LONDON – Coronavirus vaccines offer protection not only against infection and serious illness but may also help prevent so-called “Long COVID,” where symptoms can last for several weeks or months, according to new research from scientists at Kings College London.
There are no official figures, but it’s thought millions of people worldwide who contracted the coronavirus have suffered from so-called “Long COVID,” with reported symptoms including muscle pain, fatigue, shortness of breath and brain fog lasting longer than four weeks.
The condition remains poorly understood, says British campaigner Ondine Sherwood, who founded the ‘Long Covid SOS’ campaign group after suffering from the disease caused by the coronavirus.
“Amongst medical practitioners, there is a bit of variation in terms of recognition. I think people are still getting told that it’s due to anxiety. Some doctors don’t fully understand this condition,” Sherwood told VOA.
“It is a case of treating symptoms. Research is ongoing as to the mechanisms of Long COVID and it’s not fully understood. There are quite a lot of theories, many of which have been backed up with research. But we haven’t reached the stage where we have targeted treatments,” Sherwood added.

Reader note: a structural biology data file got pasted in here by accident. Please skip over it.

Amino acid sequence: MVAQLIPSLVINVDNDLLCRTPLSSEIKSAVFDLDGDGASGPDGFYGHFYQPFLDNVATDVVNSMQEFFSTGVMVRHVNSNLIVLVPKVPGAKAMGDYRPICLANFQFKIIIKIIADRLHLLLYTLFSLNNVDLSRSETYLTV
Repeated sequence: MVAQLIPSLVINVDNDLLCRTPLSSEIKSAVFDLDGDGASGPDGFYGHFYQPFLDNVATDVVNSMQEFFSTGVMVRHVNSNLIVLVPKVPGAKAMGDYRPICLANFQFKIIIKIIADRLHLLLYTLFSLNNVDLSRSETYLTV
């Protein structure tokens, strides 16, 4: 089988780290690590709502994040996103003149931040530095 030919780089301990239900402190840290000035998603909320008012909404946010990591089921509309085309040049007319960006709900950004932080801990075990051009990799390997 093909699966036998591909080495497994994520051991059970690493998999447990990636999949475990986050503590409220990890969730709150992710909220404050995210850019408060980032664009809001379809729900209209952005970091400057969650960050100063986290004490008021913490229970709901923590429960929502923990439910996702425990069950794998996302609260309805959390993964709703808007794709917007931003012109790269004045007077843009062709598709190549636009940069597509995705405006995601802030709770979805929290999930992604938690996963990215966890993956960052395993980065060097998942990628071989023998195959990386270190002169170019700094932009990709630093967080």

The research from Kings College London suggests that coronavirus vaccines halve the risk of suffering from long COVID, for the very low number of people who become infected after vaccination.
The scientists based their research on Britain’s “Zoe” COVID study app, which tracked the self-reported symptoms of 1.2 million people between December 2020 and July of this year.
Zero-point-two percent of vaccinated respondents reported being infected with the coronavirus. Of those, 5% reported suffering from long COVID, compared to 11% of unvaccinated people.
“So, the vaccine will protect you from becoming ill from the virus. It will also protect you if you do get symptoms from becoming long-term ill from this virus,” said Sterghios Moschos, a virologist at the University of Northumbria, who was not involved in the research.
“This means that if you get exposed to the virus and you’ve been vaccinated, the vast chances are that you are not even going to be able to tell if you’ve been infected. That’s how good the vaccines are,” he added.
The findings will fuel the debate over whether to offer vaccines to children, as schools start to reopen. Another recent study in Britain found that one in seven children suffers from Long COVID three months after infection, with headaches and fatigue listed as the most common symptoms.
Britain has yet to approve vaccines for healthy children. In the meantime, measures such as improved ventilation, social distancing and face masks should continue, argues Moschos. “We need to continue preventing transmission. We must not rely only on vaccines,” he told VOA.
Several countries, including the United States, have already begun vaccination programs for those 12 and older.